Artificial Sweeteners and Bad Decisions-Surprising Links

Artificial sweeteners and your brain

Timothy Masters / Dollar Photo Club

Despite the mounting evidence on just how bad they are for us, artificial sweeteners remain on the market in just about everything we consume.

Think that just because you avoid diet sodas you’re safe?  Bought any chewing gum lately?  Use any protein workout drinks?  Did your doctor recommend Medifast shakes?  How about pretty much anything advertised as “no sugar added?”  You get the idea.  Unless you go out of your way to avoid them, you are probably taking in artificial sweeteners in a variety of products on pretty much a daily basis.

I do honestly believe that society is finally starting to understand that these compounds are not all they are cracked up to be.  The heavy hitters involved are aspartame (Nutrisweet), sucralose (Splenda) and acesulfame postassium (acesulfame K).  There are other natural sweeteners that are better alternatives, although I still recommend working towards using any type of added sweetener as little as possible.  These natural sweeteners include stevia, monk fruit and the sugar alcohols (xylitol, erythritol, sorbitol).

Artificial sweeteners first came on the market in an attempt to help reduce overall caloric consumption and stem off the tide of obesity and diabetes.  It all sounded like a good idea–how could it not work??

Well, it didn’t (and hasn’t).  Every current study looking at the effects of artificial sweeteners finds that they contribute to diabetes and obesity.  Quite the opposite of the intention.

So how did this happen when it seems to make sense on the front end?

Here are some clues:

With just this alone, it should be enough for you to swear off artificial sweeteners permanently.  But, just in case it isn’t, there’s one very interesting finding that you really need to know.  And it deals heavily with the choices that we make when it comes to our health and life.

Anytime we have to make a “deeper” decision on something, there is a reserve that we tap into.  This is opposed to run-of-the-mill quick decisions such as deciding whether or not to stay in the middle lane of traffic or the center lane.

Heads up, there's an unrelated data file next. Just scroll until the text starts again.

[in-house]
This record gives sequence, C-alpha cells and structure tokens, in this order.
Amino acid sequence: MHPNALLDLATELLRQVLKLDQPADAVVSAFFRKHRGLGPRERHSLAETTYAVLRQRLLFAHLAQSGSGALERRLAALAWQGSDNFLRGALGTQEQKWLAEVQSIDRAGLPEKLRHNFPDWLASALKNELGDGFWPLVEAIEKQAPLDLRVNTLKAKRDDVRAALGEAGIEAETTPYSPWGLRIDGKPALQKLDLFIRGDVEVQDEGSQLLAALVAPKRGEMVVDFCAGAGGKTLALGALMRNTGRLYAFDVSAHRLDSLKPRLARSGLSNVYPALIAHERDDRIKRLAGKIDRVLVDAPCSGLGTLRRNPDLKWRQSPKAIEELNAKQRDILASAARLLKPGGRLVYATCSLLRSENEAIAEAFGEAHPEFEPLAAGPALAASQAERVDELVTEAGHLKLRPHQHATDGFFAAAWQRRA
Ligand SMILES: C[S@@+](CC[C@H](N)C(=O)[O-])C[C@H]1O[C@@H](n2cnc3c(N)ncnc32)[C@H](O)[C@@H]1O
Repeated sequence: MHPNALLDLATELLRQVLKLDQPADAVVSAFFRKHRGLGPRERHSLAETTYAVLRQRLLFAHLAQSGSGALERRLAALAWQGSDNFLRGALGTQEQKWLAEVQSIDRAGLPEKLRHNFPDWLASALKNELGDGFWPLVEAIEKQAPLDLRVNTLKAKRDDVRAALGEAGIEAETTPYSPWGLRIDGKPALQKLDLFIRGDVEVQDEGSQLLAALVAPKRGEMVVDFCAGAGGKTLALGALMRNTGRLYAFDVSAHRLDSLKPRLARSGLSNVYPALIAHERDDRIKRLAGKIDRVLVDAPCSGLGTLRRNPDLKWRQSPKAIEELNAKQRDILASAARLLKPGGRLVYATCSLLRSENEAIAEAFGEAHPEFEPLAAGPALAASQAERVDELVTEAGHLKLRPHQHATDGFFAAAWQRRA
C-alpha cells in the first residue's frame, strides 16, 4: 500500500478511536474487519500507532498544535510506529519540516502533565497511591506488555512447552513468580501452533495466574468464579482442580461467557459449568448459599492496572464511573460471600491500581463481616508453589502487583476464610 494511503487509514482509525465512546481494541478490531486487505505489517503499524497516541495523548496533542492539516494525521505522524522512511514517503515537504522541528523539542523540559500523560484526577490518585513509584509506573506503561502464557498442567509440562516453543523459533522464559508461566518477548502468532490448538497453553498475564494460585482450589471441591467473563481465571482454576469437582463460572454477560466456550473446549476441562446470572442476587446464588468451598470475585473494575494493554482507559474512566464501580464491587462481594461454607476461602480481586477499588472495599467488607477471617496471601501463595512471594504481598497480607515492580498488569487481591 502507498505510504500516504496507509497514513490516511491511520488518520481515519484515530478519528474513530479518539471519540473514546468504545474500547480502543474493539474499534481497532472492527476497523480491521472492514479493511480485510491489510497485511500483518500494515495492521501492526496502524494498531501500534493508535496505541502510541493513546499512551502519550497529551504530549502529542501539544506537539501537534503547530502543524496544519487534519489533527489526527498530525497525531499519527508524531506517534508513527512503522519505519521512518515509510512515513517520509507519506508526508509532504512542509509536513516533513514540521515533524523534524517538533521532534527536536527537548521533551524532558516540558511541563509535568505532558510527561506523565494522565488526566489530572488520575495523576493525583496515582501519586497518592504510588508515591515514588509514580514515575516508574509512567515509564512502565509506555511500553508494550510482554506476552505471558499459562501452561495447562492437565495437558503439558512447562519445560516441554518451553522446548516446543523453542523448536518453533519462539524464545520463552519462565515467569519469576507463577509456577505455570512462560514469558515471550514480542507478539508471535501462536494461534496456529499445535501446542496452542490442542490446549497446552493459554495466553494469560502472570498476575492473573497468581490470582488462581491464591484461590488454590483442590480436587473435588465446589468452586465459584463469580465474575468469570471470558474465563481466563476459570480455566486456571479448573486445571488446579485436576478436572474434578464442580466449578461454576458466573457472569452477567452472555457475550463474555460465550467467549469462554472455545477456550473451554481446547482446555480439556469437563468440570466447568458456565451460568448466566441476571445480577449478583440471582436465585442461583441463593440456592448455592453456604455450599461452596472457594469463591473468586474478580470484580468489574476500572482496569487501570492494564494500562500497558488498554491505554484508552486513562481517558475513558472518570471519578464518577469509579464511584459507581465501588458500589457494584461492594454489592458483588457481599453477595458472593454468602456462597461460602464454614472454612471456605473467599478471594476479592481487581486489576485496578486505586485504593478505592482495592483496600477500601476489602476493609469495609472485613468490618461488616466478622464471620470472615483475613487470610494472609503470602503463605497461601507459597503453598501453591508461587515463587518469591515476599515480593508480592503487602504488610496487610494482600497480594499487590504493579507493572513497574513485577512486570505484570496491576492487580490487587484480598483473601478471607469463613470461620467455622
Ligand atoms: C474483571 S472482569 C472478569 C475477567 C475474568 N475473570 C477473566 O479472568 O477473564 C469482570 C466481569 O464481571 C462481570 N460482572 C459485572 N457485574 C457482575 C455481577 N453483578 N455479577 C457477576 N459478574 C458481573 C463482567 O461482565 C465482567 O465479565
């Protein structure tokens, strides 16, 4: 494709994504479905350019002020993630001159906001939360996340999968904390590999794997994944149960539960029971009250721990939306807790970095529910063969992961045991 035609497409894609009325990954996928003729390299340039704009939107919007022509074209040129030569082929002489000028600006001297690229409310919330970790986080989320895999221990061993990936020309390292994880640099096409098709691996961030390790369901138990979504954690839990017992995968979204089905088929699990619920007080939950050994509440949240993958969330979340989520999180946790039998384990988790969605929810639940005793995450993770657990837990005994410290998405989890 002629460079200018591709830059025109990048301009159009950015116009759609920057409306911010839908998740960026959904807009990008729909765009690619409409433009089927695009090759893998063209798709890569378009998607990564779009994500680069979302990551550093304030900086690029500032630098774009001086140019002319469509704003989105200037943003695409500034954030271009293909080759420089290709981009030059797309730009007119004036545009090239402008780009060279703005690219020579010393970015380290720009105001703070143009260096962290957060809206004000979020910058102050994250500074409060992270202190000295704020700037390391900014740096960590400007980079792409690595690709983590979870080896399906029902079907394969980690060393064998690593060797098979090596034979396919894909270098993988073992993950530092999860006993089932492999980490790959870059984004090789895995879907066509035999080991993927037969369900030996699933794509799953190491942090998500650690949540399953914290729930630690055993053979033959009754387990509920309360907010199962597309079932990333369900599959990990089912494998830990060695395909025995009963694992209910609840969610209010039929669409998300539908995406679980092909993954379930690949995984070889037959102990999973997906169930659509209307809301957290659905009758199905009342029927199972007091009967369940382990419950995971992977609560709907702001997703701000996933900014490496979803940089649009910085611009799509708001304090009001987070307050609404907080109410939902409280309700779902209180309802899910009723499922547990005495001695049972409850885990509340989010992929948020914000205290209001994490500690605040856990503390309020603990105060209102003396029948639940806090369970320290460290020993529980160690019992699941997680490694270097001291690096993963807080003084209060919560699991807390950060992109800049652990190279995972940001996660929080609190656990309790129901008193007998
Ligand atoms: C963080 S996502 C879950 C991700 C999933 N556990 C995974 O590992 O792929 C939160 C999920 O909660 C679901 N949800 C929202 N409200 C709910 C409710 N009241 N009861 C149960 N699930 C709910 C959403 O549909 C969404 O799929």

This reserve in our brain requires energy, most typically in the form of sugar.  As we make decisions throughout the day, that energy gets depleted.  This is exactly why you should focus your attentions on things that are more important immediately after breakfast, lunch or dinner.

In this particular study, researchers used two types of lemonade to see if participants could avoid the depletion of decision making (referred to as “ego” in the context of the study).  One had sugar, the other the all-evil Splenda.

The exact test used was the Stroop test, which involves a deeper level of thinking to make sure you get the answers correct.

As time went on in the normal lemonade group, there was no breakdown of ego as the participants performed the Stroop test.  These findings suggest that glucose is an important factor in making sure we retain the ability to make good decisions, even after our brains have been given the run-around.

But what about the Splenda lemonade group?  There was no protection from the artificial crap.

What does this mean?  It potentially means that the use of artificial sweeteners in our daily lives are depriving our brains of what we need to make good decisions throughout the day.  These decisions could make for poor choices, like whether or not to drive home or go straight to the gym.  Or whether or not to make a healthy dinner or stop for fast food on the way home instead (AND skip the gym…).

You get the point.

 

For more than a decade, Dr. Bogash has stayed current with the medical literature as it relates to physiology, disease prevention and disease management. He uses his knowledge to educate patients, the community and cyberspace on the best way to avoid and / or manage chronic diseases using lifestyle and targeted supplementation.







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